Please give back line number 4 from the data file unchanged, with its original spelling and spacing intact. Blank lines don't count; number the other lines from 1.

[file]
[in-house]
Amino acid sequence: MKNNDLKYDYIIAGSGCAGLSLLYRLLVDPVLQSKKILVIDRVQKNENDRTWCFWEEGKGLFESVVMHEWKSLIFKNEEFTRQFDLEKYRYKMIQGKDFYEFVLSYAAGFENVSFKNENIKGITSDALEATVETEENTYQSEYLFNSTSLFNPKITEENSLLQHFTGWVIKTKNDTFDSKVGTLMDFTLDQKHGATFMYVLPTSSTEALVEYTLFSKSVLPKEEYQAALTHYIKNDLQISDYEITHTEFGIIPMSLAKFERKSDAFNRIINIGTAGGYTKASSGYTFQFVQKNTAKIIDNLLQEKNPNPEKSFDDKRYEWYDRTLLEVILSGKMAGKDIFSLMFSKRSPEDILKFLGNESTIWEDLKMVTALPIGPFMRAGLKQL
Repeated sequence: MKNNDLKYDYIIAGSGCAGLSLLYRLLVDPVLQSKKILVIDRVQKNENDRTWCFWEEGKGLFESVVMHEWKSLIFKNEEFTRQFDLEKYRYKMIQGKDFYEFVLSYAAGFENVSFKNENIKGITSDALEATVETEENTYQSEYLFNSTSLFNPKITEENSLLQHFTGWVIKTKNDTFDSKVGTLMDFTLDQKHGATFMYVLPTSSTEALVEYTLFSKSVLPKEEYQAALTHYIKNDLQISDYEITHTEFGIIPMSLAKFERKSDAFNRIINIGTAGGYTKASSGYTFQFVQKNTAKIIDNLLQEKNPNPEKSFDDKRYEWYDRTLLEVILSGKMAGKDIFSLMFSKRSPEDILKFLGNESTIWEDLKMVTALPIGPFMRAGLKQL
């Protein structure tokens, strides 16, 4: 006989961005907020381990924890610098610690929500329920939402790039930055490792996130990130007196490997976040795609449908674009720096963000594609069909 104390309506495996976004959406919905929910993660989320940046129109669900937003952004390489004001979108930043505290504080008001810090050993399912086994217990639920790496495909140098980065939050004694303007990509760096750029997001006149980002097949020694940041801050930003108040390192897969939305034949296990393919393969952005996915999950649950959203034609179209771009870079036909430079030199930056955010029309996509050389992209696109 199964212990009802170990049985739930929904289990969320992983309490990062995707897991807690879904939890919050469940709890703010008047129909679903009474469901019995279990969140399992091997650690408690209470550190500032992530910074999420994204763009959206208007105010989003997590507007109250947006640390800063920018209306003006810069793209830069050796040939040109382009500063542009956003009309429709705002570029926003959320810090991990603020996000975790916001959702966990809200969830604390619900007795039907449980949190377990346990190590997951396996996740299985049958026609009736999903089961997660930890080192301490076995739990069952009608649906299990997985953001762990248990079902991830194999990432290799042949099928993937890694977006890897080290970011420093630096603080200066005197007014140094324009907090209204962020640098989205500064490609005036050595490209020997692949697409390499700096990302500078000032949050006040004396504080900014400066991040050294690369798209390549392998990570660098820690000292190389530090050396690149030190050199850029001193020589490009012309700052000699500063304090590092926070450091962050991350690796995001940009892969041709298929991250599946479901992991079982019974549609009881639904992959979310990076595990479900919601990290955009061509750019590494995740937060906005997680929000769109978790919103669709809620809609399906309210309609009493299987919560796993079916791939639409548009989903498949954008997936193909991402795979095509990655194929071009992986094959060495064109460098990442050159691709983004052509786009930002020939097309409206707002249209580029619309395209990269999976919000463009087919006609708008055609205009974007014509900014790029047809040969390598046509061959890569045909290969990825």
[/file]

């Protein structure tokens, strides 16, 4: 006989961005907020381990924890610098610690929500329920939402790039930055490792996130990130007196490997976040795609449908674009720096963000594609069909 104390309506495996976004959406919905929910993660989320940046129109669900937003952004390489004001979108930043505290504080008001810090050993399912086994217990639920790496495909140098980065939050004694303007990509760096750029997001006149980002097949020694940041801050930003108040390192897969939305034949296990393919393969952005996915999950649950959203034609179209771009870079036909430079030199930056955010029309996509050389992209696109 199964212990009802170990049985739930929904289990969320992983309490990062995707897991807690879904939890919050469940709890703010008047129909679903009474469901019995279990969140399992091997650690408690209470550190500032992530910074999420994204763009959206208007105010989003997590507007109250947006640390800063920018209306003006810069793209830069050796040939040109382009500063542009956003009309429709705002570029926003959320810090991990603020996000975790916001959702966990809200969830604390619900007795039907449980949190377990346990190590997951396996996740299985049958026609009736999903089961997660930890080192301490076995739990069952009608649906299990997985953001762990248990079902991830194999990432290799042949099928993937890694977006890897080290970011420093630096603080200066005197007014140094324009907090209204962020640098989205500064490609005036050595490209020997692949697409390499700096990302500078000032949050006040004396504080900014400066991040050294690369798209390549392998990570660098820690000292190389530090050396690149030190050199850029001193020589490009012309700052000699500063304090590092926070450091962050991350690796995001940009892969041709298929991250599946479901992991079982019974549609009881639904992959979310990076595990479900919601990290955009061509750019590494995740937060906005997680929000769109978790919103669709809620809609399906309210309609009493299987919560796993079916791939639409548009989903498949954008997936193909991402795979095509990655194929071009992986094959060495064109460098990442050159691709983004052509786009930002020939097309409206707002249209580029619309395209990269999976919000463009087919006609708008055609205009974007014509900014790029047809040969390598046509061959890569045909290969990825």